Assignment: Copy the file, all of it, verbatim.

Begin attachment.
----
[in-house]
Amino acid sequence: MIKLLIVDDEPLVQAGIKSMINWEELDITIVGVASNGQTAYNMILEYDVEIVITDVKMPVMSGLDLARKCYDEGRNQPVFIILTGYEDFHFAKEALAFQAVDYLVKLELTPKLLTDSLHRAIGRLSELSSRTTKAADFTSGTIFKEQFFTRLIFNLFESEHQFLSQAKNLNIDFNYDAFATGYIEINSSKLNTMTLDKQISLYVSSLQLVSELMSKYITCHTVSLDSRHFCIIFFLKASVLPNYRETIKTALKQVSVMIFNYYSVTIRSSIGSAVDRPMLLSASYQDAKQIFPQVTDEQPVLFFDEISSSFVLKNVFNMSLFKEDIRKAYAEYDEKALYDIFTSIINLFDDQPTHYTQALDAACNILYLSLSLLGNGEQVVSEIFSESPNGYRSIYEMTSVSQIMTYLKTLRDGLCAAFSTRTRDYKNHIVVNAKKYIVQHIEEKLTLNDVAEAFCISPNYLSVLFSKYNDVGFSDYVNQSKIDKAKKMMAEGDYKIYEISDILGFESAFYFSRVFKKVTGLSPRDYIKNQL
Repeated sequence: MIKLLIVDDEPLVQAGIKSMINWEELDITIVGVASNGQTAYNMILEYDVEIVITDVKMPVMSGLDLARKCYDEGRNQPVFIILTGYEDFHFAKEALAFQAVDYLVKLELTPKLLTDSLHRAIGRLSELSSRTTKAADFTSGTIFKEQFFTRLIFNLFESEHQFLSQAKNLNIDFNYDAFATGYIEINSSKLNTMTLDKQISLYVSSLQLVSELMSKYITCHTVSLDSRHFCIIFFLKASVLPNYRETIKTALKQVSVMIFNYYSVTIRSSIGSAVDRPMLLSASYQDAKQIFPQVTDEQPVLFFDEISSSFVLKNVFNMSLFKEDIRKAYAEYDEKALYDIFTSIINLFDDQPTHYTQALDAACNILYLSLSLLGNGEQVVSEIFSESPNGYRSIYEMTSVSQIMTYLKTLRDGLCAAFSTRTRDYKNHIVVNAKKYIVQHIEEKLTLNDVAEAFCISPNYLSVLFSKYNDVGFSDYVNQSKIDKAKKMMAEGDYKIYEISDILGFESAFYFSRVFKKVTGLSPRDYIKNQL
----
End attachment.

[in-house]
Amino acid sequence: MIKLLIVDDEPLVQAGIKSMINWEELDITIVGVASNGQTAYNMILEYDVEIVITDVKMPVMSGLDLARKCYDEGRNQPVFIILTGYEDFHFAKEALAFQAVDYLVKLELTPKLLTDSLHRAIGRLSELSSRTTKAADFTSGTIFKEQFFTRLIFNLFESEHQFLSQAKNLNIDFNYDAFATGYIEINSSKLNTMTLDKQISLYVSSLQLVSELMSKYITCHTVSLDSRHFCIIFFLKASVLPNYRETIKTALKQVSVMIFNYYSVTIRSSIGSAVDRPMLLSASYQDAKQIFPQVTDEQPVLFFDEISSSFVLKNVFNMSLFKEDIRKAYAEYDEKALYDIFTSIINLFDDQPTHYTQALDAACNILYLSLSLLGNGEQVVSEIFSESPNGYRSIYEMTSVSQIMTYLKTLRDGLCAAFSTRTRDYKNHIVVNAKKYIVQHIEEKLTLNDVAEAFCISPNYLSVLFSKYNDVGFSDYVNQSKIDKAKKMMAEGDYKIYEISDILGFESAFYFSRVFKKVTGLSPRDYIKNQL
Repeated sequence: MIKLLIVDDEPLVQAGIKSMINWEELDITIVGVASNGQTAYNMILEYDVEIVITDVKMPVMSGLDLARKCYDEGRNQPVFIILTGYEDFHFAKEALAFQAVDYLVKLELTPKLLTDSLHRAIGRLSELSSRTTKAADFTSGTIFKEQFFTRLIFNLFESEHQFLSQAKNLNIDFNYDAFATGYIEINSSKLNTMTLDKQISLYVSSLQLVSELMSKYITCHTVSLDSRHFCIIFFLKASVLPNYRETIKTALKQVSVMIFNYYSVTIRSSIGSAVDRPMLLSASYQDAKQIFPQVTDEQPVLFFDEISSSFVLKNVFNMSLFKEDIRKAYAEYDEKALYDIFTSIINLFDDQPTHYTQALDAACNILYLSLSLLGNGEQVVSEIFSESPNGYRSIYEMTSVSQIMTYLKTLRDGLCAAFSTRTRDYKNHIVVNAKKYIVQHIEEKLTLNDVAEAFCISPNYLSVLFSKYNDVGFSDYVNQSKIDKAKKMMAEGDYKIYEISDILGFESAFYFSRVFKKVTGLSPRDYIKNQL